Document Type

Honors Project On-Campus Access Only


Vaccine refusal in the United States has reached unprecedented levels. Rates of non-immunization have reached high enough levels to produce sporadic outbreaks of infectious diseases such as measles and whooping cough. This research follows a long line of geographic studies on vaccination refusal. While many researchers have addressed social factors that lead to vaccine refusal, these variables are usually compositional in nature, thus ignoring place-based contextual factors, such as risk perception.

This paper integrates research on environmental risk and place effects on health in order to develop a theoretical framework for understanding why vaccine refusal patterns differ between neighborhoods. This project utilizes CalEnviroScreen, an area level composite measure of environmental risk and social vulnerability in California, to address the questions: Which variables of CalEnviroScreen are associated with vaccination refusal, and How are risk and vulnerability at the area level linked to vaccination decision outcomes? Previous research indicated a clear association between lower levels of CalEnviroScreen. This means that low environmental and social risk are associated with high rates of vaccine refusal. However, explanations for the association are unclear and intriguing conceptually. This research project seeks to describe this ambiguous relationship though risk and vulnerability literature to vaccination behavior work. This research makes significant theoretical contributions to these fields.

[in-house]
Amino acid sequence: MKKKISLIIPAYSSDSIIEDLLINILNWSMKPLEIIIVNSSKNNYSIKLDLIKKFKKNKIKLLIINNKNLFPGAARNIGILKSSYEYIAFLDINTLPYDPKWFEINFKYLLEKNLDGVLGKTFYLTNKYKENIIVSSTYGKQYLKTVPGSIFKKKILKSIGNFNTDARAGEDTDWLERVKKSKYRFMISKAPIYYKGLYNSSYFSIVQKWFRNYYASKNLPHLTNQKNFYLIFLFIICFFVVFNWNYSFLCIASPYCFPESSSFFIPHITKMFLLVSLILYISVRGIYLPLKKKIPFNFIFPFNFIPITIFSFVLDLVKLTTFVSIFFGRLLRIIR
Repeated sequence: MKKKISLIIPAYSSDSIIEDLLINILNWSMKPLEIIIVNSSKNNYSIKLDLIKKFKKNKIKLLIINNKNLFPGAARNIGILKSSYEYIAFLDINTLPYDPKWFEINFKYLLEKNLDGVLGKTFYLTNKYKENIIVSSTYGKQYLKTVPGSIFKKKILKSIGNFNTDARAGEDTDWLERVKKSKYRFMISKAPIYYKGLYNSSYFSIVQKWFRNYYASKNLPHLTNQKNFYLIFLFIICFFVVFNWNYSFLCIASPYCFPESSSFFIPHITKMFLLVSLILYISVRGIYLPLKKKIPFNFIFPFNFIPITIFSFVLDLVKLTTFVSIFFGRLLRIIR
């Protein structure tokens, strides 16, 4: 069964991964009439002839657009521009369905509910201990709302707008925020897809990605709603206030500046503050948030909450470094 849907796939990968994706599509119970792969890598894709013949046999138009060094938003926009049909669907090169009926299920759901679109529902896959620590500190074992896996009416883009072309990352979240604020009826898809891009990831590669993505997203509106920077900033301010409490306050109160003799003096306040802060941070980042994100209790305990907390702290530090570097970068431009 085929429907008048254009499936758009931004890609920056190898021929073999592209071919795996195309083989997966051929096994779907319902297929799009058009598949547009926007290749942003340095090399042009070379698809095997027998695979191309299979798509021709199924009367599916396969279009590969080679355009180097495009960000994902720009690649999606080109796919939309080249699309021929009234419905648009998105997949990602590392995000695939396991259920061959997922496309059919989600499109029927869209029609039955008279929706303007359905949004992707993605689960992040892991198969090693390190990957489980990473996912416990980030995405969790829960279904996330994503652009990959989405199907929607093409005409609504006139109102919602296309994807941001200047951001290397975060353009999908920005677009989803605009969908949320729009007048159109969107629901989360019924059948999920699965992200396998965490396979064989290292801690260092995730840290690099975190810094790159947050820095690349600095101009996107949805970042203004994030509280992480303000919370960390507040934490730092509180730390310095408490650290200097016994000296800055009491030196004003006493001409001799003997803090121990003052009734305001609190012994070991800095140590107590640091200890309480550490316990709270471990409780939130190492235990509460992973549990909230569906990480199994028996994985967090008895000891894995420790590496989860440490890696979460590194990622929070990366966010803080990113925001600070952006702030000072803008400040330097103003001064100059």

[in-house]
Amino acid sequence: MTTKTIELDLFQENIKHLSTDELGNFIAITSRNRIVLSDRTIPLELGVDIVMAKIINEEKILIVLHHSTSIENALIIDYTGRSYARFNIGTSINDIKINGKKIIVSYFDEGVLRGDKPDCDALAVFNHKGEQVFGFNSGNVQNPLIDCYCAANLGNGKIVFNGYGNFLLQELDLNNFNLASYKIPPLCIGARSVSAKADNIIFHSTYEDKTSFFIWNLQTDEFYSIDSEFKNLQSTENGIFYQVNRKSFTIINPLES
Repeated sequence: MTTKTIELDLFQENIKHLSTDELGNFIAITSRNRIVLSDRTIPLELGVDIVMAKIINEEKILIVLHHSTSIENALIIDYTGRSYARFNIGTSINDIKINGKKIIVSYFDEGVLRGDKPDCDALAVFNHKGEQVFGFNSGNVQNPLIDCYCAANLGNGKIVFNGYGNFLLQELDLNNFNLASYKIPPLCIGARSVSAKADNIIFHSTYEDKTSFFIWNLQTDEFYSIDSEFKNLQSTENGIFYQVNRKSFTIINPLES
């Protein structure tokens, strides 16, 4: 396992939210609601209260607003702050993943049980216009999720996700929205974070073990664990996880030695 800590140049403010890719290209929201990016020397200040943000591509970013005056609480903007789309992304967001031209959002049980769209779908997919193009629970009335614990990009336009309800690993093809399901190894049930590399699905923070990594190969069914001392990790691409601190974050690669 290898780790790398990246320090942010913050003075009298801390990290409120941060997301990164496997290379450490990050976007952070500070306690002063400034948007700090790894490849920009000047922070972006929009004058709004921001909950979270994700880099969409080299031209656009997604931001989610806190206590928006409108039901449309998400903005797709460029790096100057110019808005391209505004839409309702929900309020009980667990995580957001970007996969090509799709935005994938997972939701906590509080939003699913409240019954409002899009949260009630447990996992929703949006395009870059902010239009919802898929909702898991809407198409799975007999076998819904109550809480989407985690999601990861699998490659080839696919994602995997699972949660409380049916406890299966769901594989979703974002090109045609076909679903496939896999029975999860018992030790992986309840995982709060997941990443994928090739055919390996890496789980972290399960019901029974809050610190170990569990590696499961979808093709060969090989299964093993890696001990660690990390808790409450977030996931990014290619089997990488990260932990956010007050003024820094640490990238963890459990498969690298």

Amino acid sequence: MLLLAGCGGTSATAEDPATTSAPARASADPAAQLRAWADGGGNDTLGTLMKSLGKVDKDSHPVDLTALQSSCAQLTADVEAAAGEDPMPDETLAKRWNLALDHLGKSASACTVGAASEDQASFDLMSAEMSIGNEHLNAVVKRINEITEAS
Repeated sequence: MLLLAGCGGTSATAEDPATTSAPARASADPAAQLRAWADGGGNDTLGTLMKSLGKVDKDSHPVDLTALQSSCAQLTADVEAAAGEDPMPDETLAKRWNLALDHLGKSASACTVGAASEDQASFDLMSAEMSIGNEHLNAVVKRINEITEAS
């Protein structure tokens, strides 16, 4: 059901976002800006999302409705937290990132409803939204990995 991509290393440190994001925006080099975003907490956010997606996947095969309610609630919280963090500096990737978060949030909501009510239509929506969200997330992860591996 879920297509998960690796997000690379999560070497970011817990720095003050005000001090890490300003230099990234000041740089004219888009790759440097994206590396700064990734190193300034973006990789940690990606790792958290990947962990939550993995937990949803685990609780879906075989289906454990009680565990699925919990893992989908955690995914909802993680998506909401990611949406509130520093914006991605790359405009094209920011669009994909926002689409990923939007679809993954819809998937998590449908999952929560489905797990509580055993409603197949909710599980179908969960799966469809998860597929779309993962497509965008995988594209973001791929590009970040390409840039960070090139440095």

In this paper, I use personal belief exemption (PBE) data from immunization for schools (kindergarten level) in California from 2012-2015. Using simple linear regression, cluster analysis using Kulldorff’s spatial scan statistic, and logistic regression, I test the association between risk and high and low rates of PBE incidence. I find that we must consider multiple variables when addressing risk and vulnerability. These findings not only contribute data and empirical evidence on how risk relates to vaccine refusal, but also further the discussion on how exposure to environmental risk influences vaccination refusal.



© Copyright is owned by author of this document